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If you think that when you pay off an old debt this will remove it from your credit report, you need to think again. It's just not true. Another fallacy is that if you reduce the balance on a past-due debt to zero this will improve your credit score. The fact of the matter is if that old debt shows up as a collection account, the amount of money you owed is usually irrelevant for FICO scoring purposes. This means that paying off an old debt that’s gone to collection won't help unless you can convince the debt collection agency to stop reporting it. If you really want to improve your credit score, you should pay off your most recent defaults first and then see how much that improves your score.
Credit repair is always a fraud
You may have read a lot of bad things about credit repair outfits and many of them are true – some are rip-off artists. But not all of them. There are times when it does make sense to hire someone. For example just trying to read a credit report can seem as if you were reading something in a foreign language. You might get the gist of what the report says but may not feel you understand it completely and are missing out on something. If you are feeling this way, you might hire someone to help but there are also ways you could educate yourself. For example, Experian Credit Educator will give you a 20-minute, one-on-one phone call with an agent who will do a complete walk-through of your credit repair components for just $30. He or she will also provide insights that could help you make better credit management decisions in the future. You can also practice some do-it-yourself credit repair by disputing late payments as you will learn by watching this video.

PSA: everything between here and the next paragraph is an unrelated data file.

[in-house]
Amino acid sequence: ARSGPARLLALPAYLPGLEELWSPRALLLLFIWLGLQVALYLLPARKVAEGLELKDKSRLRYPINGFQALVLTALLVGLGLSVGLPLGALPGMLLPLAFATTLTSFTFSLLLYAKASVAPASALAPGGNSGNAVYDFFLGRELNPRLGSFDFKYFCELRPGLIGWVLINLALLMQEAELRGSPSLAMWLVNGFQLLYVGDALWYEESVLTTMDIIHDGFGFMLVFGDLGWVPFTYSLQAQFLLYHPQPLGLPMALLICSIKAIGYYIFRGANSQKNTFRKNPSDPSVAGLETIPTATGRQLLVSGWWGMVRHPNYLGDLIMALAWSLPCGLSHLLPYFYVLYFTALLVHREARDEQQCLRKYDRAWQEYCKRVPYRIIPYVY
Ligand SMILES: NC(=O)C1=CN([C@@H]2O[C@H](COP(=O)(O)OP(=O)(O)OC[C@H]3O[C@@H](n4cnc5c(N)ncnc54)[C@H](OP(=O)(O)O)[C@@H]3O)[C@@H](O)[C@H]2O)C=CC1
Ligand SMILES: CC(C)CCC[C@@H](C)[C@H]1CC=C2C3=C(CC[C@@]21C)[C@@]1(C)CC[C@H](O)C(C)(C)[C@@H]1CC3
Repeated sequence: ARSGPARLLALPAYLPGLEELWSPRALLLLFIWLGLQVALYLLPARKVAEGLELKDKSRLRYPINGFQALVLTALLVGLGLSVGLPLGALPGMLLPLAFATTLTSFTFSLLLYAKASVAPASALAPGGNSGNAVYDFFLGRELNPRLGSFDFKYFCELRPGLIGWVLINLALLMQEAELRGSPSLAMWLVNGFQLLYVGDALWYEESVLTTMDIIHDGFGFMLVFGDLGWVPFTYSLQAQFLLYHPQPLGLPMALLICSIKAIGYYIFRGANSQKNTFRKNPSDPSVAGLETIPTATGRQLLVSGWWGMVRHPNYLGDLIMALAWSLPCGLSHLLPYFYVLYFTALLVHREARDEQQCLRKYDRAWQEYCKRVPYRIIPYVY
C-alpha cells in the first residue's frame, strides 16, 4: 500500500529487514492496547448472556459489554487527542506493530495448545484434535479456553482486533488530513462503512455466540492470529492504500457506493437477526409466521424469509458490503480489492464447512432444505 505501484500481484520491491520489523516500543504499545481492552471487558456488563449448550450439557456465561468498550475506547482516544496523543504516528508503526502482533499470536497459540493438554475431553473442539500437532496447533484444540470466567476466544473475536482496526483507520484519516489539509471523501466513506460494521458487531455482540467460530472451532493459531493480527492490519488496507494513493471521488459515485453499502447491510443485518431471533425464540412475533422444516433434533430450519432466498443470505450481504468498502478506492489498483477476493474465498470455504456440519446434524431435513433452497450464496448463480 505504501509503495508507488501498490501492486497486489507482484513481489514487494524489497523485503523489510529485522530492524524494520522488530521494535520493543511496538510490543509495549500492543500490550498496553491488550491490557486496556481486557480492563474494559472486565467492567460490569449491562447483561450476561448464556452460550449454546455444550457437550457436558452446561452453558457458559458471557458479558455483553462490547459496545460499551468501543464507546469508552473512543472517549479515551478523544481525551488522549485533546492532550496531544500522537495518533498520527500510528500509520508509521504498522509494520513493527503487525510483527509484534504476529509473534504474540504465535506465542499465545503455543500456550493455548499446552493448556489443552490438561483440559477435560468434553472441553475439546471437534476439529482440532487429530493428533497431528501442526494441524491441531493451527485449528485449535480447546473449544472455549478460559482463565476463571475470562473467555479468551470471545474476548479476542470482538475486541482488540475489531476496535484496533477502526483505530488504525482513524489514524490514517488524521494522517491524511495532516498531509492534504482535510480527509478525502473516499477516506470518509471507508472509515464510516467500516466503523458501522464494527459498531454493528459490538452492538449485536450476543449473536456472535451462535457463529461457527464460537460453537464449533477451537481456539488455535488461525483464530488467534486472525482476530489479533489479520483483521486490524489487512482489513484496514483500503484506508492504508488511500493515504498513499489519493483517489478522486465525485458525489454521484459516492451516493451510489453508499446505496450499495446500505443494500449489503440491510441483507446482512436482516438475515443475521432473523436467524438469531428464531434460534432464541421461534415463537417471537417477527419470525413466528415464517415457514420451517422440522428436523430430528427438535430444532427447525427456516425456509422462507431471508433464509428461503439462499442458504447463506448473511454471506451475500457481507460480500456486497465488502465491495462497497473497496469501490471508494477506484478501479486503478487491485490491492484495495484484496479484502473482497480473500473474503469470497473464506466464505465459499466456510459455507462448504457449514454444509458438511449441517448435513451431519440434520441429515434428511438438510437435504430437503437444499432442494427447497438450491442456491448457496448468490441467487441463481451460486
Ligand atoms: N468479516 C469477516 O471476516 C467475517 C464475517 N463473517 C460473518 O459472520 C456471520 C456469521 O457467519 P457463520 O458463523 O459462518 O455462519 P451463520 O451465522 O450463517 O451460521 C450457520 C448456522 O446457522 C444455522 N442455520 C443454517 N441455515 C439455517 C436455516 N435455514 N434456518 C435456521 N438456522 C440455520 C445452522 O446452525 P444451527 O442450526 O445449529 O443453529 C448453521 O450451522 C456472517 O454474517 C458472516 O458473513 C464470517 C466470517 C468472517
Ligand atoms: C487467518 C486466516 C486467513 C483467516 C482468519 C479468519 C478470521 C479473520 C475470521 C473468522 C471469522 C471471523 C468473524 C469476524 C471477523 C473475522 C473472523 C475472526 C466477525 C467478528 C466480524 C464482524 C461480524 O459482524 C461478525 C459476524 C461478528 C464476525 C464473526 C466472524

If you dispute an item, credit bureaus must investigate it within 30 days
It's true that the federal law mandates that credit bureaus investigate any complaint you make regarding an error on your credit report and then respond to you within 30 days. But, unfortunately, there is a loophole. The Fair Credit Reporting Act says that the credit bureaus don't have to investigate any disputes that they feel are "frivolous or irrelevant." This means they can review your dispute and then refuse to investigate. They can even do this based on the format of your letter. These agencies also often reject the techniques used by many of the credit repair firms such as using or disputing the same information over and over again. The best way to avoid the chance that your dispute will be discarded is by writing the letter of dispute yourself using your own words. And, of course, you should include copies of any relevant documents you have that support your position.